Chinese alchemy was closely connected to Taoist forms of traditional Chinese medicine, such as Acupuncture and Moxibustion, and to martial arts such as Tai Chi Chuan and Kung Fu (although some Tai Chi schools believe that their art derives from the philosophical or hygienic branches of Taoism, not the Alchemical). In fact, in the early Song Dynasty, followers of this Taoist idea (chiefly the elite and upper class) would ingest mercuric sulfide, which, though tolerable in low levels, led many to suicide. Thinking that this consequential death would lead to freedom and access to the Taoist heavens, the ensuing deaths encouraged people to eschew this method of alchemy in favor of external sources (the aforementioned Tai Chi Chuan, mastering of the Qi, etc.).

Modern alchemy

In the first half of the nineteenth century, one established chemist, Baron Carl Reichenbach, worked on concepts similar to the old alchemy, such as the Odic force, but his research did not enter the mainstream of scientific discussion.

Matter transmutation, the old goal of alchemy, enjoyed a moment in the sun in the 20th century when physicists were able to convert platinum atoms into gold atoms via a nuclear reaction. However, the new gold atoms, being unstable isotopes, lasted for under five seconds before they broke apart. More recently, reports of table-top element transmutation—by means of electrolysis or sonic cavitation—were the pivot of the cold fusion controversy of 1989. None of those claims have yet been reliably duplicated.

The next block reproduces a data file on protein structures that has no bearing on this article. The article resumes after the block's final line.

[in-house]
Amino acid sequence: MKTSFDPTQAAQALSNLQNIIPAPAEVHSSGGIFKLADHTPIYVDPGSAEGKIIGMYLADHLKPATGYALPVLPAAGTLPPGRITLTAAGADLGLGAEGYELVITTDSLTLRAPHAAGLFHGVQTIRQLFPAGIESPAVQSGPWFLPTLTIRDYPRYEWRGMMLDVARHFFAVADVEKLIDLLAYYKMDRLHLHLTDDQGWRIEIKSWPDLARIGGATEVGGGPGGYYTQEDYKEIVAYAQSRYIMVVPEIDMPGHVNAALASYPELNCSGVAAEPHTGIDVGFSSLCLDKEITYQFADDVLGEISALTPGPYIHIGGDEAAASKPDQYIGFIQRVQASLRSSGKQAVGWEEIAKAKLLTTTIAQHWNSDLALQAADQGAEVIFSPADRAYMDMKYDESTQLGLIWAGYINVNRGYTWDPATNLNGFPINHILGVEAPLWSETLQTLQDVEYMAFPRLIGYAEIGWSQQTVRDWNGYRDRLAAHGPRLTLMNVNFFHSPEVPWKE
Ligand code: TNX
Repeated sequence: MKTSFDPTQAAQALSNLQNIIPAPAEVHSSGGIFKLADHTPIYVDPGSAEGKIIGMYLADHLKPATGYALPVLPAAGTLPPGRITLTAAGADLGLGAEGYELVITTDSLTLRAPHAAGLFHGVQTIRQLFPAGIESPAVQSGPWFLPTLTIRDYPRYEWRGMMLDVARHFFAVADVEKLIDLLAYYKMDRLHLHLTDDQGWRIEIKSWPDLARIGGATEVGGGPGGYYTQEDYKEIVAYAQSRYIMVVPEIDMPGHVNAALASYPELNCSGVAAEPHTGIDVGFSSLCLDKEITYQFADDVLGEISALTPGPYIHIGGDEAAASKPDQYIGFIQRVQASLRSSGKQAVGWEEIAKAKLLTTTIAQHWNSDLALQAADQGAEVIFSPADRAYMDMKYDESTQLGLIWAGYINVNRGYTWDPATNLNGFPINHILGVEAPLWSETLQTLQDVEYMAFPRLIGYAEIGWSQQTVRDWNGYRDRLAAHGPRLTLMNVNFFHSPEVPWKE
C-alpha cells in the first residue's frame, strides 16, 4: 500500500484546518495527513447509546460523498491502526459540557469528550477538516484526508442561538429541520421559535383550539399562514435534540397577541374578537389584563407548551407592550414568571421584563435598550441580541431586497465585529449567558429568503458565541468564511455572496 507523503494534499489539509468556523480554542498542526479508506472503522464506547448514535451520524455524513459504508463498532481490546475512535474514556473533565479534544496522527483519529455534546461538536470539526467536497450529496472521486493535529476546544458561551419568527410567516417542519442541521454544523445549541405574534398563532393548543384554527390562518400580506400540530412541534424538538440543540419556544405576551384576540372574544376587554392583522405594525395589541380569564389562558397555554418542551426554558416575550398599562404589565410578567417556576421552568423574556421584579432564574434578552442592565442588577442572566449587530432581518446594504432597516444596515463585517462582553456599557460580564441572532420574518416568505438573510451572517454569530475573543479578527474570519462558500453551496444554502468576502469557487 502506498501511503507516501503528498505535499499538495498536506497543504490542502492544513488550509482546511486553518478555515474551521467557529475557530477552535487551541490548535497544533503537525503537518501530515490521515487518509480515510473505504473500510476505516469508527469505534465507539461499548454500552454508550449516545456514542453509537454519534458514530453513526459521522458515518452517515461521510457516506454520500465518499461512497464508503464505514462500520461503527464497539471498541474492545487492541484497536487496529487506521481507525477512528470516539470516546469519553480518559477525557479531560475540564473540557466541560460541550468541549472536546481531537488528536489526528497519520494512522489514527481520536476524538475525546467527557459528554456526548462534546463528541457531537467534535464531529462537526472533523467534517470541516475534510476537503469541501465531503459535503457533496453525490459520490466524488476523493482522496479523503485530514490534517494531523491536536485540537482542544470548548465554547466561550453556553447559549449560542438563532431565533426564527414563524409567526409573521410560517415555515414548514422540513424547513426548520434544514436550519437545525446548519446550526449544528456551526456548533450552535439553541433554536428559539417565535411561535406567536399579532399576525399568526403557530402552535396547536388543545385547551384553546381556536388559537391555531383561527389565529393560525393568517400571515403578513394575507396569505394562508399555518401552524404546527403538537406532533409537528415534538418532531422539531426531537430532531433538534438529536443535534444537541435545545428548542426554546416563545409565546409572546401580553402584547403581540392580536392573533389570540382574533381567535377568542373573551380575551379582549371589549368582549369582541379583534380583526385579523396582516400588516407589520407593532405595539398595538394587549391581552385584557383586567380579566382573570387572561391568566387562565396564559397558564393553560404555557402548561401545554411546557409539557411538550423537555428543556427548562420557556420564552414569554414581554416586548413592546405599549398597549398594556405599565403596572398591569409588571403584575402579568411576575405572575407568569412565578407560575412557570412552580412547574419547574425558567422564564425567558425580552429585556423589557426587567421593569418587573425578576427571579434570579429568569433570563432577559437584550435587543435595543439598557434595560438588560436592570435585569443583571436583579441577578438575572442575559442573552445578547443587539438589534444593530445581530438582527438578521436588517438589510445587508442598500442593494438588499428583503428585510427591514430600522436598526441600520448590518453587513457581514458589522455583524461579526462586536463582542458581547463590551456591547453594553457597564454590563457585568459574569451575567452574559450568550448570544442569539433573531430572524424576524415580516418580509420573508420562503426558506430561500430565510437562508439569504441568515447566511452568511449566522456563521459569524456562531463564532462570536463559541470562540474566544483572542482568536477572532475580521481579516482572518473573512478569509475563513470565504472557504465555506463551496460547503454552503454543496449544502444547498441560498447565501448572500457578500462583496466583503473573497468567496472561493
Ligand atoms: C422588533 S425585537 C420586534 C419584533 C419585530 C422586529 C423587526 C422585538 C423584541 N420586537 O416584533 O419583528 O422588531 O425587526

Alchemy in traditional medicine

Traditional medicines involve transmutation by alchemy, using pharmacological or combination pharmacological and spiritual techniques. In Chinese medicine the alchemical traditions of pao zhi will transform the nature of the temperature, taste, body part accessed or toxicity. In Ayurveda the samskaras are used to transform heavy metals and toxic herbs in a way that removes their toxicity. In the spagyric processing of herbal medicine similar effects are found. [ [ Tillotson, Alan; AHG, D.Ay., PhD "Safety and Regulation"] ] These processes are actively used to the present day. [ [ Tierra, Michael; AHG, OMD, L.Ac. "Processing Chinese Herbs"] ] [ [ "Benefits of Herbal Extracts";] ] [Junius, Manfred M; "The Practical Handbook of Plant Alchemy: An Herbalist's Guide to Preparing Medicinal Essences, Tinctures, and Elixirs"; Healing Arts Press 1985]

Nuclear transmutation

In 1919, Ernest Rutherford used artificial disintegration to convert nitrogen into oxygen. [cite web |url= |title= Reviewing Physics: The Physical Setting |author= Amsco School Publications |authorlink= |format= |work= |publisher= Amsco School Publications |language= English |quote= "The first artificial transmutation of one element to another was performed by Rutherford in 1919. Rutherford bombarded nitrogen with energetic alpha particles that were moving fast enough to overcome the electric repulsion between themselves and the target nuclei. The alpha particles collided with, and were absorbed by, the nitrogen nuclei, and protons were ejected. In the process oxygen and hydrogen nuclei were created.] From then on, this sort of "scientific transmutation" is routinely performed in many nuclear physics-related laboratories and facilities, like particle accelerators, nuclear power stations and nuclear weapons as a by-product of fission and other physical processes.